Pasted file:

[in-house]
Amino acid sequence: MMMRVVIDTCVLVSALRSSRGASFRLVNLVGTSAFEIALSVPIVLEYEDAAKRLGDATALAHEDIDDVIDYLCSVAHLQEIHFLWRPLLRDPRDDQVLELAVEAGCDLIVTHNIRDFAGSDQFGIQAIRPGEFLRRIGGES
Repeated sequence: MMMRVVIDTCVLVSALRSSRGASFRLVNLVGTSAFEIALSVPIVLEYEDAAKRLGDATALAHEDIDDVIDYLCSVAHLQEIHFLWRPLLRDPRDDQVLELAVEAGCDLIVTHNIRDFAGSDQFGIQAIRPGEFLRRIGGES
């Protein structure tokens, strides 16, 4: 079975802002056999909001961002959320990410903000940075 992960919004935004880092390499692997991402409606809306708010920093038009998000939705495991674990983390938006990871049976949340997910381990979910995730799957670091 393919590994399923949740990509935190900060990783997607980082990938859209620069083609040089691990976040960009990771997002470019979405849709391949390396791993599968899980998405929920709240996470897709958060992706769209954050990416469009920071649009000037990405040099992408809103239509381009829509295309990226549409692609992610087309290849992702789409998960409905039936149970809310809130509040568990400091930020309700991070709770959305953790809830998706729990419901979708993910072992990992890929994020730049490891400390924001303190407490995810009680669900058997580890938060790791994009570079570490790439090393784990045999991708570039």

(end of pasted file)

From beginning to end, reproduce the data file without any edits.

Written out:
[in-house]
Amino acid sequence: MMMRVVIDTCVLVSALRSSRGASFRLVNLVGTSAFEIALSVPIVLEYEDAAKRLGDATALAHEDIDDVIDYLCSVAHLQEIHFLWRPLLRDPRDDQVLELAVEAGCDLIVTHNIRDFAGSDQFGIQAIRPGEFLRRIGGES
Repeated sequence: MMMRVVIDTCVLVSALRSSRGASFRLVNLVGTSAFEIALSVPIVLEYEDAAKRLGDATALAHEDIDDVIDYLCSVAHLQEIHFLWRPLLRDPRDDQVLELAVEAGCDLIVTHNIRDFAGSDQFGIQAIRPGEFLRRIGGES
């Protein structure tokens, strides 16, 4: 079975802002056999909001961002959320990410903000940075 992960919004935004880092390499692997991402409606809306708010920093038009998000939705495991674990983390938006990871049976949340997910381990979910995730799957670091 393919590994399923949740990509935190900060990783997607980082990938859209620069083609040089691990976040960009990771997002470019979405849709391949390396791993599968899980998405929920709240996470897709958060992706769209954050990416469009920071649009000037990405040099992408809103239509381009829509295309990226549409692609992610087309290849992702789409998960409905039936149970809310809130509040568990400091930020309700991070709770959305953790809830998706729990419901979708993910072992990992890929994020730049490891400390924001303190407490995810009680669900058997580890938060790791994009570079570490790439090393784990045999991708570039």